Acute respiratory distress syndrome may be precipitated by trauma, aspiration, fat embolism, or transfusion-related acute lung injury. Neurogenic pulmonary edema (NPE) is a complication that is reported to occur in ∼20% of TBI patients [24]. The pathogenesis of NPE is not well understood, but it is believed that increases in ICP lead to the activation of the sympathetic nervous system and release of catecholamines, which result in cardiopulmonary dysfunction leading to rapid onset of pulmonary edema [25],[26]. The onset of NPE may be early (minutes to hours) or delayed (12–24 h) after the brain insult [26]. In addition to direct insults, TBI increases cellular metabolism, leading to increased oxygen utilization and carbon dioxide production [27]. Also, metabolic acidosis of shock results in increased work of breathing for carbon dioxide clearance. These increases in metabolic demands, especially when combined with primary or secondary lung injury, may lead to hypercapnic respiratory failure [28].

β-Blockers after trauma are usually administered for control of BP, heart rate [9],[10], or resumption of home medications [20]. Few studies have examined the use of β-blockers as empiric treatment after TBI [22]. When an indication for treatment was evaluated, outcomes were better when propranolol was compared with other β-blockers started for therapeutic or resumption purposes [20].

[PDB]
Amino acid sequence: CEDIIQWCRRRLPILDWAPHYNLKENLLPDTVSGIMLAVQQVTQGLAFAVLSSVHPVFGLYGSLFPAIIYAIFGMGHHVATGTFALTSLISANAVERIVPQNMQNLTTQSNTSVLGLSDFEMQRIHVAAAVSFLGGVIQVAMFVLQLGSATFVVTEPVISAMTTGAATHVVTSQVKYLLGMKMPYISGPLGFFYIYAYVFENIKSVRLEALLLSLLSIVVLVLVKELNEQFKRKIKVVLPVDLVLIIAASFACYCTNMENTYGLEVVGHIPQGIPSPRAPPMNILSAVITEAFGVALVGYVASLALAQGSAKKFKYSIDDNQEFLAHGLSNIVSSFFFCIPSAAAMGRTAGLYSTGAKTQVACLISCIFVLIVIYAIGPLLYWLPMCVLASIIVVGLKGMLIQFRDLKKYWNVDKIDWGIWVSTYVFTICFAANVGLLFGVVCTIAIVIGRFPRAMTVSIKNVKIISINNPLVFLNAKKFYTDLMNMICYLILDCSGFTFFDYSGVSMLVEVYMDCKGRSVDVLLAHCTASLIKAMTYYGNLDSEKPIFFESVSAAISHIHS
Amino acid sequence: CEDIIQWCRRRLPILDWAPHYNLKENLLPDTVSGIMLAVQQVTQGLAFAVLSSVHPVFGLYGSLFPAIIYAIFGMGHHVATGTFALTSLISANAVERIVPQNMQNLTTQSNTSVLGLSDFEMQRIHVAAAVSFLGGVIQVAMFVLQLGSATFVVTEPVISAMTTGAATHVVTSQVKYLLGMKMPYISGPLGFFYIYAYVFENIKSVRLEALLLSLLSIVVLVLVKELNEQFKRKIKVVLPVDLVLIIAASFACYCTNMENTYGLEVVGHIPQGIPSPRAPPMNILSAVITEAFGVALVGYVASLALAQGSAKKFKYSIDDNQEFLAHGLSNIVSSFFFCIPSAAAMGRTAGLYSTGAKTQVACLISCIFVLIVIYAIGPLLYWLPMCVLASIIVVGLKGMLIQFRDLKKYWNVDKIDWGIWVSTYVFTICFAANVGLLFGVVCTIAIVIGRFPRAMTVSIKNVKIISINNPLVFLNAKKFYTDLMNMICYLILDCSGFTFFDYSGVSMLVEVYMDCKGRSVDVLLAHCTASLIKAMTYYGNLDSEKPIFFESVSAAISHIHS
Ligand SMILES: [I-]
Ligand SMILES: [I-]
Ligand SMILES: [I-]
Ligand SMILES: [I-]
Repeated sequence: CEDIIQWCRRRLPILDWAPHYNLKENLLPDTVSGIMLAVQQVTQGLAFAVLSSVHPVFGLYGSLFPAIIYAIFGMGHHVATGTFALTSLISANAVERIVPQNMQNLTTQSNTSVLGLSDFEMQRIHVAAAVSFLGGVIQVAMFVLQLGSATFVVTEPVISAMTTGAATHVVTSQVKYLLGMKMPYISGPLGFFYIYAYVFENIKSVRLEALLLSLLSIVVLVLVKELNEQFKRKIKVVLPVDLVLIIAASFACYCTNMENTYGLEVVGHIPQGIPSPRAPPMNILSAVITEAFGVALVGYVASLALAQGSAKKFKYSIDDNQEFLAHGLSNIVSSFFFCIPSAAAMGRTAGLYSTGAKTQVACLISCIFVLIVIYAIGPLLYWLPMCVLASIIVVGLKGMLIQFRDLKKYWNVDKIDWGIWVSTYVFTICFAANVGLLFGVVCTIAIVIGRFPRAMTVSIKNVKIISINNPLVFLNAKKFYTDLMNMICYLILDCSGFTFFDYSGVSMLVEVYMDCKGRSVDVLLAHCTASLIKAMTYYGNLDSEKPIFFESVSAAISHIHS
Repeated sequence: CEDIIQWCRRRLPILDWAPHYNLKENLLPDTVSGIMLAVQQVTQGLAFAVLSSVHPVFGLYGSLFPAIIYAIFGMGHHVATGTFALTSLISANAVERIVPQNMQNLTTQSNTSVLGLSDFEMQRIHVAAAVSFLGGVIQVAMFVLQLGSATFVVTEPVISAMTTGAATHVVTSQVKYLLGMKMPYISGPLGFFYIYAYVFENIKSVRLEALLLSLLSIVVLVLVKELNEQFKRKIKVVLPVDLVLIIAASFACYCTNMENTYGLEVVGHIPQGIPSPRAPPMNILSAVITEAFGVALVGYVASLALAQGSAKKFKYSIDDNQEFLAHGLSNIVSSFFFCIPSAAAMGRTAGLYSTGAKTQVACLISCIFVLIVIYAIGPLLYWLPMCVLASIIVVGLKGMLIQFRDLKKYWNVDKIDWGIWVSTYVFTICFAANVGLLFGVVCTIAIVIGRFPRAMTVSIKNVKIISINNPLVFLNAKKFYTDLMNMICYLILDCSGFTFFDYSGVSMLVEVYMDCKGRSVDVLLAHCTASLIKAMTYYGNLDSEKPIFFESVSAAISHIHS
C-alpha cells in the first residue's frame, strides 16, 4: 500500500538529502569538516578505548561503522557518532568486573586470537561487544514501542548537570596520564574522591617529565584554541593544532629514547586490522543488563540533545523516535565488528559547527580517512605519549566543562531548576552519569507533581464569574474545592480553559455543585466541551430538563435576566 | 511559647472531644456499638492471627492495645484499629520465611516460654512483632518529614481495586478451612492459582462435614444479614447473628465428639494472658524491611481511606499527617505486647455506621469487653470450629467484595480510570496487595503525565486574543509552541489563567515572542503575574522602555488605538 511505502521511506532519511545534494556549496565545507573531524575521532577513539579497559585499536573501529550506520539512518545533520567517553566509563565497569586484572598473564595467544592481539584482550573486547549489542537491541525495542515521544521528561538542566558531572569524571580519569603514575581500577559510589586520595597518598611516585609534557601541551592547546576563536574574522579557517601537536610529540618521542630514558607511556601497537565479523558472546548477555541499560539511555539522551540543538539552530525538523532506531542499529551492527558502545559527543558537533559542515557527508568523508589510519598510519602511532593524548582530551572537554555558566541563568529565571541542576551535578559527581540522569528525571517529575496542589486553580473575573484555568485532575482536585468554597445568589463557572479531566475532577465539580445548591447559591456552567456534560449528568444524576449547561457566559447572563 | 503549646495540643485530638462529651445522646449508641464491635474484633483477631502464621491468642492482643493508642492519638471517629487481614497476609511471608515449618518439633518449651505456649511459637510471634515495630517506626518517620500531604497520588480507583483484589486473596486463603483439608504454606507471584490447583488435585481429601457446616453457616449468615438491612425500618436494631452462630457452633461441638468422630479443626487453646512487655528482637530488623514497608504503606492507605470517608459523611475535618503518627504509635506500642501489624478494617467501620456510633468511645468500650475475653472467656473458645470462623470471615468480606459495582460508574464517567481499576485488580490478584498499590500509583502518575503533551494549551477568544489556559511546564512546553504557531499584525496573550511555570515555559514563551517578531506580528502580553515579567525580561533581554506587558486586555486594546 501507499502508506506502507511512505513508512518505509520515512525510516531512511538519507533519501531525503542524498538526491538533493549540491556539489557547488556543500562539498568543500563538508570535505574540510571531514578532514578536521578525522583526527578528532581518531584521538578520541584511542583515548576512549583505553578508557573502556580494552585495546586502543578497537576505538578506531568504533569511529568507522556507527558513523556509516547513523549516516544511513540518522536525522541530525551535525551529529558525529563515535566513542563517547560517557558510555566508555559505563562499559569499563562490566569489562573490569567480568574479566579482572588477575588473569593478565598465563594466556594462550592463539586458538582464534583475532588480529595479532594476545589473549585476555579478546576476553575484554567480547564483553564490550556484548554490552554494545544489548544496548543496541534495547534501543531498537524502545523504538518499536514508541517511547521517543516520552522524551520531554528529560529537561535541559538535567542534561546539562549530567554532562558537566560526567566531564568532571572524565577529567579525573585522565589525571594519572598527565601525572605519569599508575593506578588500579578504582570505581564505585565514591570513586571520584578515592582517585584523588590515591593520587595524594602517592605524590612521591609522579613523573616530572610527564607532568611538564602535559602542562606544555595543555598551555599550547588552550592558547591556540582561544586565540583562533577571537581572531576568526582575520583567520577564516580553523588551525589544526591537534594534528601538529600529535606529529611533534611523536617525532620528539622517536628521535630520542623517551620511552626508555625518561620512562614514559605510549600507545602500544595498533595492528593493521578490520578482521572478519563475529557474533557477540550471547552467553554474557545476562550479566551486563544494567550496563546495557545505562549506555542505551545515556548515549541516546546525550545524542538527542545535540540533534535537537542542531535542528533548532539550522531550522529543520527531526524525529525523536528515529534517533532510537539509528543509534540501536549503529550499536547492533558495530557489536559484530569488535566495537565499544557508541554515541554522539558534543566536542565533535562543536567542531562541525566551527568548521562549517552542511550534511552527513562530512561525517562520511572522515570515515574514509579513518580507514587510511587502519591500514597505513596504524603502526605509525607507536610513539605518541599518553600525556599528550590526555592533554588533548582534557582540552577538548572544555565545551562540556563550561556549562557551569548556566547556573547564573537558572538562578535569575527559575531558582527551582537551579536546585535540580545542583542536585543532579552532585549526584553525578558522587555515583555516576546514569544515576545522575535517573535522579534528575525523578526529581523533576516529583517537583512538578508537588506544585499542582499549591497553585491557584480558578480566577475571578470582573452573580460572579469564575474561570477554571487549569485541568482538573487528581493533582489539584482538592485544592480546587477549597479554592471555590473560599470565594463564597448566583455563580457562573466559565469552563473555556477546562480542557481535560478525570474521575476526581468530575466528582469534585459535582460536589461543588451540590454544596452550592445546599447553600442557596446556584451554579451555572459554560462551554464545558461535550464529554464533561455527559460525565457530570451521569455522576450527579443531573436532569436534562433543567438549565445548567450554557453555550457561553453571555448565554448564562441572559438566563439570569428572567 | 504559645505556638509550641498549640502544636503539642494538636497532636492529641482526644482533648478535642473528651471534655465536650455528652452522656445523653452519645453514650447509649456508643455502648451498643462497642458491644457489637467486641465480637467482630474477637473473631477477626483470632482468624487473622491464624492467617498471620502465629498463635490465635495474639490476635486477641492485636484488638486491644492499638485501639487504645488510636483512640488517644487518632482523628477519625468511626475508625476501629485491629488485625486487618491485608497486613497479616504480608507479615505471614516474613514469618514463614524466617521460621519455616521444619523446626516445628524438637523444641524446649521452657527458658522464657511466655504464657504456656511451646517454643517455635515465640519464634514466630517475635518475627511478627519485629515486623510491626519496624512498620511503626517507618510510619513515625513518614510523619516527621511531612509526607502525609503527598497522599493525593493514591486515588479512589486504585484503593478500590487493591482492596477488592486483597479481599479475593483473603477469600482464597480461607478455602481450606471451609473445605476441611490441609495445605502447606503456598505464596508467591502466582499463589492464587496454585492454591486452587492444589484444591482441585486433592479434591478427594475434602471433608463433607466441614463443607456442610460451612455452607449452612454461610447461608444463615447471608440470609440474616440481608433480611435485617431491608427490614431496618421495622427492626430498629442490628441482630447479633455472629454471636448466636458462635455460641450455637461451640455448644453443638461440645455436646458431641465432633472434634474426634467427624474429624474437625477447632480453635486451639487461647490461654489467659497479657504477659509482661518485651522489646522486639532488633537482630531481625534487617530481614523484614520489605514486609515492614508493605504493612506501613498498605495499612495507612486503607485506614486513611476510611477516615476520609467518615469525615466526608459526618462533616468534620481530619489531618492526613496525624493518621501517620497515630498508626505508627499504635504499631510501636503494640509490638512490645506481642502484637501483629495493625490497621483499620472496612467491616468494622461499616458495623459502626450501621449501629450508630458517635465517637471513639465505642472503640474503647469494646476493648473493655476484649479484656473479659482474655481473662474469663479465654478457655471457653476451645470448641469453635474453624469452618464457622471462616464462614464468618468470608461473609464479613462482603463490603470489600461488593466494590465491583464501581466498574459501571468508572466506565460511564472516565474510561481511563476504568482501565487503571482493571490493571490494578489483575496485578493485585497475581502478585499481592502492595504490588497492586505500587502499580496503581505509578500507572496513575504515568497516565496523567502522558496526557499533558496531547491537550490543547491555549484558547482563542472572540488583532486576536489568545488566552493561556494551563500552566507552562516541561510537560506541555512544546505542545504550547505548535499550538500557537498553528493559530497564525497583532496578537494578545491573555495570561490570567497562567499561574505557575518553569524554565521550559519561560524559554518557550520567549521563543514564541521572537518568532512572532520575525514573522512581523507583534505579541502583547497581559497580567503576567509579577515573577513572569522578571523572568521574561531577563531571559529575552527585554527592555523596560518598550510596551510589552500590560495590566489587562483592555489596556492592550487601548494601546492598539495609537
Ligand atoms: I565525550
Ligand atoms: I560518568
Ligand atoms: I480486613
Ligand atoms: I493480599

Ko et al. [21] studied the use of early propranolol in moderate to severe 440 TBI patients and mortality. The results showed a statistically significant decrease in MV days in patients who received propranolol. This result supports the results found in this study. However, we failed to find a difference in mortality that was reported by Ko et al. [21]. Murry et al. [29] carried out a small prospective study of early propranolol administration in moderate to severe TBI patients. Jason and his colleagues found no differences in mortality unlike our study. However, they did not report any results on the duration of MV. Their results showed that no complications were associated with the use of early propranolol administration.

 Conclusion



Although bradycardia and hypotensive events may occur after TBI, early use of propranolol does not increase their number or severity and does not increase the risk of other complications. Early propranolol after TBI may be associated with decreased duration of MV and ICU length of stay. Early propranolol may not decrease mortality in ICU. Additional large studies are required to establish a clear correlation with mortality.

Acknowledgements

This research was partially supported by the head of the critical care department Professor Dr Taysser Zaytoun. The authors thank the colleagues from Alexandria Main University Hospital, who provided their insights and expertise, which greatly benefited the research.

Ahmed Sabry performed the literature search and wrote the first draft of this paper. Tamer Habib contributed to the interventions and data collection. Ahmed El-Beheiry supplied us with all radiology consultations. Islam Ahmed contributed to statistical analysis and checked the administration of the study drugs.

Financial support and sponsorship

Nil.

Conflicts of interest

There are no conflicts of interest.